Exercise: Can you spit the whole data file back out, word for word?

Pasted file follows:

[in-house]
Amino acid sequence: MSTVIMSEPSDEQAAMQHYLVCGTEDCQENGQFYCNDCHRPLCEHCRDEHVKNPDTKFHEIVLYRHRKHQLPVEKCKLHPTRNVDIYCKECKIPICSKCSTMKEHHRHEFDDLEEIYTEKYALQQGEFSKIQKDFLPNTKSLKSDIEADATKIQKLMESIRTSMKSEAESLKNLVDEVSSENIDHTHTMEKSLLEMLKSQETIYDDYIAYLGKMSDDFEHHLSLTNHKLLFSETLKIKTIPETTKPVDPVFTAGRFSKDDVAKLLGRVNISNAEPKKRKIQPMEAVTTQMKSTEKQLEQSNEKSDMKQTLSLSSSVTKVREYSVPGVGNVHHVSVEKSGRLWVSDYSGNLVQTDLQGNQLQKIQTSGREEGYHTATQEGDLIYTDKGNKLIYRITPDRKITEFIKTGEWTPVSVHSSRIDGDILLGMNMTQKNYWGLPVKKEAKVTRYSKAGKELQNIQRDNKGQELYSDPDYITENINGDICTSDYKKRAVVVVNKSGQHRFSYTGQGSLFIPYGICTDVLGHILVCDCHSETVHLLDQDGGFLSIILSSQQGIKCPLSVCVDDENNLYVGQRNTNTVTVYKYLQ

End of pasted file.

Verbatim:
[in-house]
Amino acid sequence: MSTVIMSEPSDEQAAMQHYLVCGTEDCQENGQFYCNDCHRPLCEHCRDEHVKNPDTKFHEIVLYRHRKHQLPVEKCKLHPTRNVDIYCKECKIPICSKCSTMKEHHRHEFDDLEEIYTEKYALQQGEFSKIQKDFLPNTKSLKSDIEADATKIQKLMESIRTSMKSEAESLKNLVDEVSSENIDHTHTMEKSLLEMLKSQETIYDDYIAYLGKMSDDFEHHLSLTNHKLLFSETLKIKTIPETTKPVDPVFTAGRFSKDDVAKLLGRVNISNAEPKKRKIQPMEAVTTQMKSTEKQLEQSNEKSDMKQTLSLSSSVTKVREYSVPGVGNVHHVSVEKSGRLWVSDYSGNLVQTDLQGNQLQKIQTSGREEGYHTATQEGDLIYTDKGNKLIYRITPDRKITEFIKTGEWTPVSVHSSRIDGDILLGMNMTQKNYWGLPVKKEAKVTRYSKAGKELQNIQRDNKGQELYSDPDYITENINGDICTSDYKKRAVVVVNKSGQHRFSYTGQGSLFIPYGICTDVLGHILVCDCHSETVHLLDQDGGFLSIILSSQQGIKCPLSVCVDDENNLYVGQRNTNTVTVYKYLQ